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Both Patriots and Loyalists had many different motivations for their positions on whether the Colonies should remain part of Britain or fight for independence.
One issue was religion. Many of the colonists had originally left England in pursuit of freedom of religion. Even though England was becoming more tolerant in practice, in the eighteenth century, not only was the Church of England the established state church, but also there were restrictions on the civil liberties of those who were not members of the Establishment, including inability to hold public office or attend the old universities (Oxford and Cambridge).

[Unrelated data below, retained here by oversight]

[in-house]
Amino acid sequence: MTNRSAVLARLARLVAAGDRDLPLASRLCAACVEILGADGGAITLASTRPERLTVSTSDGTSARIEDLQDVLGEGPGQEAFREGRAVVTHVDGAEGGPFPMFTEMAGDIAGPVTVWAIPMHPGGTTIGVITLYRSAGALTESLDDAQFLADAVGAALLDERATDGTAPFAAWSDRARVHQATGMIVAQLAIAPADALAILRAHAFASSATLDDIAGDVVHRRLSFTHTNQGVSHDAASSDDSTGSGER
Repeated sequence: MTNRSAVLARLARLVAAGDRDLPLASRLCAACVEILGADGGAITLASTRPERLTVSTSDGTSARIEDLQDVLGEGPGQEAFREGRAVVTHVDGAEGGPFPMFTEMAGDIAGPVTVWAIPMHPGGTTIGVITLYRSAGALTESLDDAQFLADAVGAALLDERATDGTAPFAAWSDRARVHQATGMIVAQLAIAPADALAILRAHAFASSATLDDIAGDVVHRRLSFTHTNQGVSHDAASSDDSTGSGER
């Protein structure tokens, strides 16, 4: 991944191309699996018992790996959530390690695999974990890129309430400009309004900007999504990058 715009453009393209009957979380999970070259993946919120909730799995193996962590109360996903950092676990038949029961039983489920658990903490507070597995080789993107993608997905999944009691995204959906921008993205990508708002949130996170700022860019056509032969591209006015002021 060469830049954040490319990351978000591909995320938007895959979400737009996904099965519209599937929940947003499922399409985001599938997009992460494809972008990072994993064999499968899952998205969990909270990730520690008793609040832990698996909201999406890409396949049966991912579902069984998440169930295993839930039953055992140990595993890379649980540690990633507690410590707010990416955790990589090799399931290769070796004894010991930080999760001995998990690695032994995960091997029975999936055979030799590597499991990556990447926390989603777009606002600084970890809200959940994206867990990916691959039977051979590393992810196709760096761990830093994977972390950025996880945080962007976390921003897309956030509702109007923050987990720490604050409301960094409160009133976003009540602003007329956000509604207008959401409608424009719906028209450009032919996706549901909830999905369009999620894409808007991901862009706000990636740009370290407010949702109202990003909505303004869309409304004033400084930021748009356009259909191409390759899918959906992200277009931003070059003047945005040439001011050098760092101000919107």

Next, a major issue was taxation without representation. Although the Colonies paid taxes to England, they did not vote for Members of Parliament, and thus had no say in how their taxes were used. The colonists felt increasingly exploited by taxes and limitations on economic freedom.
Philosophically, many of the Patriots were opposed to hereditary monarchy and aristocracy, and wanted to establish a republic in which people were elected by universal suffrage on the basis of merit rather than parentage.
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